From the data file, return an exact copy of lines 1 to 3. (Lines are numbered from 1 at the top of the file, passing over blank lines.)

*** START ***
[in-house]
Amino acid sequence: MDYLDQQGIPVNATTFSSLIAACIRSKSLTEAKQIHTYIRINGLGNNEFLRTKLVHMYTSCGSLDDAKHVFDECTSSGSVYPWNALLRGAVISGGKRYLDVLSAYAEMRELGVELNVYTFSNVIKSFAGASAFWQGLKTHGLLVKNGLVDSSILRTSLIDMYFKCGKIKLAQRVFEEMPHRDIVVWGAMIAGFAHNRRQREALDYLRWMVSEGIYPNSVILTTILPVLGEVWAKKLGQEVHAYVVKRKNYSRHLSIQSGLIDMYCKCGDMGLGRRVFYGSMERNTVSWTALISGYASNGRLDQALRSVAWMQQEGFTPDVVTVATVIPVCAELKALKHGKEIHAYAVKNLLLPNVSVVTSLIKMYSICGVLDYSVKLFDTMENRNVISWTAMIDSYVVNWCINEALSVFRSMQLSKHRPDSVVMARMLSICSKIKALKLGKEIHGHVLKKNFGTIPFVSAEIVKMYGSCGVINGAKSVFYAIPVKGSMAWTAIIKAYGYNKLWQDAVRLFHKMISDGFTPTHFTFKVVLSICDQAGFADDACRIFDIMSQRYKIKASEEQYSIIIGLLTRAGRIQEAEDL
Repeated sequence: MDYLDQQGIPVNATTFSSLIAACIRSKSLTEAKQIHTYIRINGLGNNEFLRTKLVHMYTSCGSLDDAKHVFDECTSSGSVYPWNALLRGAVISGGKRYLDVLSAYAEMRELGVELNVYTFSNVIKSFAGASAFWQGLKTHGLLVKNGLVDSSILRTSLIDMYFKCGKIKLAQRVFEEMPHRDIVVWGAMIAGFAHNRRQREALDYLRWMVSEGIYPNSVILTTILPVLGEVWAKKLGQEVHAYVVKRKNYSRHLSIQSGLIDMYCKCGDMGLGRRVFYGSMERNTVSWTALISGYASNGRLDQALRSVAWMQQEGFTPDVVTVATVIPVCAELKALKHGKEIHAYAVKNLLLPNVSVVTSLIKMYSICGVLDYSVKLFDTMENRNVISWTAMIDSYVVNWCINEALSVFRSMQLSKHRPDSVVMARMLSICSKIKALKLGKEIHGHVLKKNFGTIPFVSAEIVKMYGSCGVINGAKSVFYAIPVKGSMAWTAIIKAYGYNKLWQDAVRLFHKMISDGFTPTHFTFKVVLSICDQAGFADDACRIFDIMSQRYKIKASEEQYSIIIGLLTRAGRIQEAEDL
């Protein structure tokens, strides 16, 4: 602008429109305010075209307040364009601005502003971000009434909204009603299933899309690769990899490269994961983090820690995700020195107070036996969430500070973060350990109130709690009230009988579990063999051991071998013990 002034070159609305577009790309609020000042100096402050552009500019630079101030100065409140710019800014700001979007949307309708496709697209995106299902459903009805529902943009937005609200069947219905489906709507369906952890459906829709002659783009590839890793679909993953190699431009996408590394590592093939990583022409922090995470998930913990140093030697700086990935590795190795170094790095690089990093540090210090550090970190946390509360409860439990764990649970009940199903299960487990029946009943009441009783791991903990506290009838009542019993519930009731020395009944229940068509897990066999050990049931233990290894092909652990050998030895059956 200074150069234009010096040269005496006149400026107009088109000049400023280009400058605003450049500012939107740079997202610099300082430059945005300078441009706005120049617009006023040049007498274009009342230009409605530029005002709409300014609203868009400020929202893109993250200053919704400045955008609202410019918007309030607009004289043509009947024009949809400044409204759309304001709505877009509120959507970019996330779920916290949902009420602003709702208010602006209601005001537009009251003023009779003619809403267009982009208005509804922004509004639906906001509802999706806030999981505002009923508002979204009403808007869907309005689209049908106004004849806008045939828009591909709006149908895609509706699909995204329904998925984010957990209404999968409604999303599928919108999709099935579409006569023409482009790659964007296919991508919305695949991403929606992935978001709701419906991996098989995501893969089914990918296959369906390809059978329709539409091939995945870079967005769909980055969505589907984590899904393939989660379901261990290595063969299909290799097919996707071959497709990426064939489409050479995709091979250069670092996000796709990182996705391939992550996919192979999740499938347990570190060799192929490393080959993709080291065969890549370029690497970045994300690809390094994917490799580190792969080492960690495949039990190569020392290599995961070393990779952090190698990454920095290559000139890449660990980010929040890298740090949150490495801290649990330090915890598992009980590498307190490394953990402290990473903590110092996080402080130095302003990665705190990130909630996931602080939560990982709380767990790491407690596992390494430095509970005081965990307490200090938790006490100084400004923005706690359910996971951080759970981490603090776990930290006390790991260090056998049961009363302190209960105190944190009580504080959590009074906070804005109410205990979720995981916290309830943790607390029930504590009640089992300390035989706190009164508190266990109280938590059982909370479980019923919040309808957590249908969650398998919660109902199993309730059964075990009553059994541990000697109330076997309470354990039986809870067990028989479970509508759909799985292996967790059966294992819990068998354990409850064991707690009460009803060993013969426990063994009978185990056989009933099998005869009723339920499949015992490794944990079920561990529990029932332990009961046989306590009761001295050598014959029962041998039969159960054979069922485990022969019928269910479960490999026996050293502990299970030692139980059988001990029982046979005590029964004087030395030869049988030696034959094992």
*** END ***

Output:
[in-house]
Amino acid sequence: MDYLDQQGIPVNATTFSSLIAACIRSKSLTEAKQIHTYIRINGLGNNEFLRTKLVHMYTSCGSLDDAKHVFDECTSSGSVYPWNALLRGAVISGGKRYLDVLSAYAEMRELGVELNVYTFSNVIKSFAGASAFWQGLKTHGLLVKNGLVDSSILRTSLIDMYFKCGKIKLAQRVFEEMPHRDIVVWGAMIAGFAHNRRQREALDYLRWMVSEGIYPNSVILTTILPVLGEVWAKKLGQEVHAYVVKRKNYSRHLSIQSGLIDMYCKCGDMGLGRRVFYGSMERNTVSWTALISGYASNGRLDQALRSVAWMQQEGFTPDVVTVATVIPVCAELKALKHGKEIHAYAVKNLLLPNVSVVTSLIKMYSICGVLDYSVKLFDTMENRNVISWTAMIDSYVVNWCINEALSVFRSMQLSKHRPDSVVMARMLSICSKIKALKLGKEIHGHVLKKNFGTIPFVSAEIVKMYGSCGVINGAKSVFYAIPVKGSMAWTAIIKAYGYNKLWQDAVRLFHKMISDGFTPTHFTFKVVLSICDQAGFADDACRIFDIMSQRYKIKASEEQYSIIIGLLTRAGRIQEAEDL
Repeated sequence: MDYLDQQGIPVNATTFSSLIAACIRSKSLTEAKQIHTYIRINGLGNNEFLRTKLVHMYTSCGSLDDAKHVFDECTSSGSVYPWNALLRGAVISGGKRYLDVLSAYAEMRELGVELNVYTFSNVIKSFAGASAFWQGLKTHGLLVKNGLVDSSILRTSLIDMYFKCGKIKLAQRVFEEMPHRDIVVWGAMIAGFAHNRRQREALDYLRWMVSEGIYPNSVILTTILPVLGEVWAKKLGQEVHAYVVKRKNYSRHLSIQSGLIDMYCKCGDMGLGRRVFYGSMERNTVSWTALISGYASNGRLDQALRSVAWMQQEGFTPDVVTVATVIPVCAELKALKHGKEIHAYAVKNLLLPNVSVVTSLIKMYSICGVLDYSVKLFDTMENRNVISWTAMIDSYVVNWCINEALSVFRSMQLSKHRPDSVVMARMLSICSKIKALKLGKEIHGHVLKKNFGTIPFVSAEIVKMYGSCGVINGAKSVFYAIPVKGSMAWTAIIKAYGYNKLWQDAVRLFHKMISDGFTPTHFTFKVVLSICDQAGFADDACRIFDIMSQRYKIKASEEQYSIIIGLLTRAGRIQEAEDL